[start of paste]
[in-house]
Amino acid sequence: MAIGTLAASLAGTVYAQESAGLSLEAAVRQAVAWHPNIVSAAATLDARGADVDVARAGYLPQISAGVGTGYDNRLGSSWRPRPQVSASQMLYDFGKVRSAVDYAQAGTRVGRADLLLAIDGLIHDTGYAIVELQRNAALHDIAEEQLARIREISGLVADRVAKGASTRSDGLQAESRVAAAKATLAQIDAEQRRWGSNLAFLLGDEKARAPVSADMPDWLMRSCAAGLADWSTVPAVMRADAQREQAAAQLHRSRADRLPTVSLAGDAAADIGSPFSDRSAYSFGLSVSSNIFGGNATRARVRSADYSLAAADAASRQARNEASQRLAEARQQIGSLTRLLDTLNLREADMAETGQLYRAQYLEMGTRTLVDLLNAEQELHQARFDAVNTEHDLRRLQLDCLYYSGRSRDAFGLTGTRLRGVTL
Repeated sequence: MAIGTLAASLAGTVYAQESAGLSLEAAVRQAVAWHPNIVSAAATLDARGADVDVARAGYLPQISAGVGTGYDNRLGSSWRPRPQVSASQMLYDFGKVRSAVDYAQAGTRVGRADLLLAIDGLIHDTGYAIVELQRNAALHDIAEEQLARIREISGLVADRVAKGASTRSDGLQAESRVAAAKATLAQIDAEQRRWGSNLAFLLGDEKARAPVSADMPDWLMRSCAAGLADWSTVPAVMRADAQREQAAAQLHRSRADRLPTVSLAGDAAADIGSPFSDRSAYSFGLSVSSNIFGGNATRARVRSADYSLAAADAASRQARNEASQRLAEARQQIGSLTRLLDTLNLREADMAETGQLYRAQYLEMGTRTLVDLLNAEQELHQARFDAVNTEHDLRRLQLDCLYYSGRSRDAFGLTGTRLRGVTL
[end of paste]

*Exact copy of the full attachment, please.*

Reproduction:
[in-house]
Amino acid sequence: MAIGTLAASLAGTVYAQESAGLSLEAAVRQAVAWHPNIVSAAATLDARGADVDVARAGYLPQISAGVGTGYDNRLGSSWRPRPQVSASQMLYDFGKVRSAVDYAQAGTRVGRADLLLAIDGLIHDTGYAIVELQRNAALHDIAEEQLARIREISGLVADRVAKGASTRSDGLQAESRVAAAKATLAQIDAEQRRWGSNLAFLLGDEKARAPVSADMPDWLMRSCAAGLADWSTVPAVMRADAQREQAAAQLHRSRADRLPTVSLAGDAAADIGSPFSDRSAYSFGLSVSSNIFGGNATRARVRSADYSLAAADAASRQARNEASQRLAEARQQIGSLTRLLDTLNLREADMAETGQLYRAQYLEMGTRTLVDLLNAEQELHQARFDAVNTEHDLRRLQLDCLYYSGRSRDAFGLTGTRLRGVTL
Repeated sequence: MAIGTLAASLAGTVYAQESAGLSLEAAVRQAVAWHPNIVSAAATLDARGADVDVARAGYLPQISAGVGTGYDNRLGSSWRPRPQVSASQMLYDFGKVRSAVDYAQAGTRVGRADLLLAIDGLIHDTGYAIVELQRNAALHDIAEEQLARIREISGLVADRVAKGASTRSDGLQAESRVAAAKATLAQIDAEQRRWGSNLAFLLGDEKARAPVSADMPDWLMRSCAAGLADWSTVPAVMRADAQREQAAAQLHRSRADRLPTVSLAGDAAADIGSPFSDRSAYSFGLSVSSNIFGGNATRARVRSADYSLAAADAASRQARNEASQRLAEARQQIGSLTRLLDTLNLREADMAETGQLYRAQYLEMGTRTLVDLLNAEQELHQARFDAVNTEHDLRRLQLDCLYYSGRSRDAFGLTGTRLRGVTL